Southern California EV startup Coda Automotive hit a milestone when it opened its first retail store and started offering test drives to folks in the Los Angeles area.
The move comes as a growing number of automakers bring cars with cords to market, and it offers encouragement that Coda will hit its goal of delivering electric vehicles by year’s end.
“This is a very big milestone for us, and something we’ve been looking forward to for a very long time,” CEO Philip Murtaugh said.
Coda Automotive pulled a page from the Apple playbook, opening a slick retail store – the place is awash in bare concrete, reclaimed lumber and recycled stainless steel – in a Century City shopping mall on Thursday. The idea, Murtaugh said, was to put electric vehicles in a high-traffic location with lots of visibility.
So far, it appears to be working.
“Even before we opened the store we’ve had 200 people stop by to ask about the car,” Murtaugh said. “It’s been unbelievable.”
Building buzz and getting people behind the wheel is key, because Coda has a tough row to hoe.
As an upstart automaker, Coda faces an uphill fight against the Nissan Leaf, the forthcoming Ford Focus Electric and other battery-powered sedans. The prototype we saw in 2009 impressed us, but the company’s gone through some shakeups and at least two production delays. Things appear to have stabilized since Coda poached Murtaugh from General Motors and put Thomas Fritz — a Ford and BMW veteran — in charge of engineering.
Once it had a firm hand on the tiller, Coda turned its attention to getting its eponymous car built. The Coda isn’t sexy — frankly, it looks like every Japanese econobox we’ve ever seen — but Coda never aspired to build anything more than a practical EV with excellent range. If the specs are any indication, the company appears to have succeeded.
The Coda is roughly the same size as the Honda Civic and offers similar performance and amenities. Power comes from a 100 kilowatt (134 horsepower) electric motor with 221 pound-feet of torque. We haven’t driven one yet (hint, hint) but Murtaugh promises a zero to 60 time under 10 seconds.
No, that’s not terribly fast, but again, the Coda was never meant to be a rocket.
The car’s biggest selling point is its massive 36 kilowatt-hour lithium iron phosphate battery. That’s 50 percent larger than the pack in the Nissan Leaf, with a similar jump in range. Although Coda claims a max range of 150 miles, expect an EPA-certified figure of 110.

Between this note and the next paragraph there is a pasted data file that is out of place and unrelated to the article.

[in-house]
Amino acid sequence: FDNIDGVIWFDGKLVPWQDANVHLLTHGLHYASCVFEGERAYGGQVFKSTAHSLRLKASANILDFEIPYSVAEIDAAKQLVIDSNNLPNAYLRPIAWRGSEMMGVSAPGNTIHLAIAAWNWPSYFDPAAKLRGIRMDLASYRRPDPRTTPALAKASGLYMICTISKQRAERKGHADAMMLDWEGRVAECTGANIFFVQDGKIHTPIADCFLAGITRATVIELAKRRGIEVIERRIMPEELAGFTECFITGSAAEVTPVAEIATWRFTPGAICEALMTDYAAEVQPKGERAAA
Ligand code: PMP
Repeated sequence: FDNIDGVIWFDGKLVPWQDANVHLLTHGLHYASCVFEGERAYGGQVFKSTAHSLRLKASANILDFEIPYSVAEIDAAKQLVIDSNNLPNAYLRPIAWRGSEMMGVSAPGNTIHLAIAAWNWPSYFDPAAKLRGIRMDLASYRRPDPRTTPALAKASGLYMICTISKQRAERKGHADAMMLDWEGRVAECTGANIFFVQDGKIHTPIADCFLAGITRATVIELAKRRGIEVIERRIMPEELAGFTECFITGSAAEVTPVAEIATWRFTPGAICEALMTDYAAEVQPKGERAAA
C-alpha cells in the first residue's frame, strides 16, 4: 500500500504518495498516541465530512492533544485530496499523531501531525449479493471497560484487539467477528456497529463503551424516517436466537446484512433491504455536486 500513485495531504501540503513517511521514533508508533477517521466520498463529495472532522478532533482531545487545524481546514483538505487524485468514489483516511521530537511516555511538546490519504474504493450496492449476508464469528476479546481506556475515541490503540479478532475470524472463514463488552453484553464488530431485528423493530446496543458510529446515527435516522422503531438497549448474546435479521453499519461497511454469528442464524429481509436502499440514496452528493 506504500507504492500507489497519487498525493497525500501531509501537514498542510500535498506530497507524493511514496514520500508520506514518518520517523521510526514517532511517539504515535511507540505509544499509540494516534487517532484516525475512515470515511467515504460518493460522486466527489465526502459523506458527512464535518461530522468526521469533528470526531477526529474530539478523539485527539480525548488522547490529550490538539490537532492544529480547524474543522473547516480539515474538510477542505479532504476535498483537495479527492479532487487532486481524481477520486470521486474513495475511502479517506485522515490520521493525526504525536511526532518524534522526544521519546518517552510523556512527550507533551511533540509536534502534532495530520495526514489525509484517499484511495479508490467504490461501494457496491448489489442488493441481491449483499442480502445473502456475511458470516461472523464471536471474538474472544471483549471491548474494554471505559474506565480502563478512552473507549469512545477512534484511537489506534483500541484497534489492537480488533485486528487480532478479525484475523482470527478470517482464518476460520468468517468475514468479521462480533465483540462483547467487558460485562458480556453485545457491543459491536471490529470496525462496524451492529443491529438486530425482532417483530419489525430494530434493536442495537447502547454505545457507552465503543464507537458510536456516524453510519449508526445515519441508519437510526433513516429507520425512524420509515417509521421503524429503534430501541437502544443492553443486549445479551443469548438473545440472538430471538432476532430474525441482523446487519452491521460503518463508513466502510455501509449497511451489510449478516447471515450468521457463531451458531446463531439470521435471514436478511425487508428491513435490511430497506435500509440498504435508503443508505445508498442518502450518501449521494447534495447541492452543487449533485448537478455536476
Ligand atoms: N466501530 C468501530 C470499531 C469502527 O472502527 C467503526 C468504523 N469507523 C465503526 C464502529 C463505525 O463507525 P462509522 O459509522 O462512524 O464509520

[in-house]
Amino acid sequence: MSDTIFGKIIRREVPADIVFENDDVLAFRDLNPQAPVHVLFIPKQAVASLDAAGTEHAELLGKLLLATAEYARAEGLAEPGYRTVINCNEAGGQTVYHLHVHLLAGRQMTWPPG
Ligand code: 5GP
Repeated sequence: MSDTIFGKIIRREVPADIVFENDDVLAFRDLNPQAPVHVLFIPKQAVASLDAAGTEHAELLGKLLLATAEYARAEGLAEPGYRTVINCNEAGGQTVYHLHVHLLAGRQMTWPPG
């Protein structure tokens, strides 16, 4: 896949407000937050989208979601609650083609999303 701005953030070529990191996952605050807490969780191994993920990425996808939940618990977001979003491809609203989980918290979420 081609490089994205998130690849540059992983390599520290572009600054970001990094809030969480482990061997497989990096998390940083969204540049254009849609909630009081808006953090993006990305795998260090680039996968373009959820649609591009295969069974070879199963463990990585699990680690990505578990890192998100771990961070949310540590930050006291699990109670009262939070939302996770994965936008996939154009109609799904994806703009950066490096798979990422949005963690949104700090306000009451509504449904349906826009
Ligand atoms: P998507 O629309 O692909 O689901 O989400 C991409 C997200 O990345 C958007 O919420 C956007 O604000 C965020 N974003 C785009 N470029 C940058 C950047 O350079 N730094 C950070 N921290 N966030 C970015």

“We’re anticipating that’s the rating we’ll get from the EPA,” Murtaugh said. “We’ve done all the testing, and that’s what we’ve come up with. The Nissan is [EPA-certified] at 73.”
The battery was designed and developed in-house through a joint venture with China’s Lishun Power Battery. The 400-kilogram pack uses 728 cells and features active air heating and cooling through a proprietary battery management system.
Coda is confident enough in the battery to offer an 8-year, 100,000-mile warranty on the pack — the same as General Motors and Nissan — and Murtaugh says internal tests show it will rack up “well over 150,000 miles.”
Range is definitely a selling point for the Coda, as is the car’s 6.6 kilowatt on-board charger. Everyone else is using a 3.3, which means the Coda will recharge in roughly half the time required for other cars.
“We charge twice as fast as our competitors,” Murtaugh said. “The Nissan charges in 8 hours. We charge in 4.”
It’s no mistake Murtaugh keeps claiming his car is better than the Leaf. He has to, because it’s vastly more expensive than the Leaf. The Coda starts at $45,795 before the $7,500 federal EV tax credit. Compare that to the Leaf’s starting price of $35,200 before the credit and you see why Coda’s got a tough climb ahead of it.
That’s a considerable chunk of change, and a lot to ask of consumers when you’re a startup few people beyond the EV community have heard of. Murtaugh knows it’s a challenge, but he firmly believes Coda offers a better value.
“We have best-in-class power and acceleration,” he said. “We are the only EV with a full-size trunk. We offer better range than the Leaf, faster recharge and our battery is more durable. There’s value in those things.”
It remains to be seen whether consumers believe that, but at least five corporate fleets will be adding Codas to their ranks. Coda is finalizing details, so Murtaugh wouldn’t name names, but we already knew Hertz is on the list.
The company plans to offer the Coda largely to fleets to begin with, but will make the car available to retail customers in the L.A. area. Murtaugh says initial indications show “we’re talking several thousand vehicles” during the next year.
Photos: Coda Automotive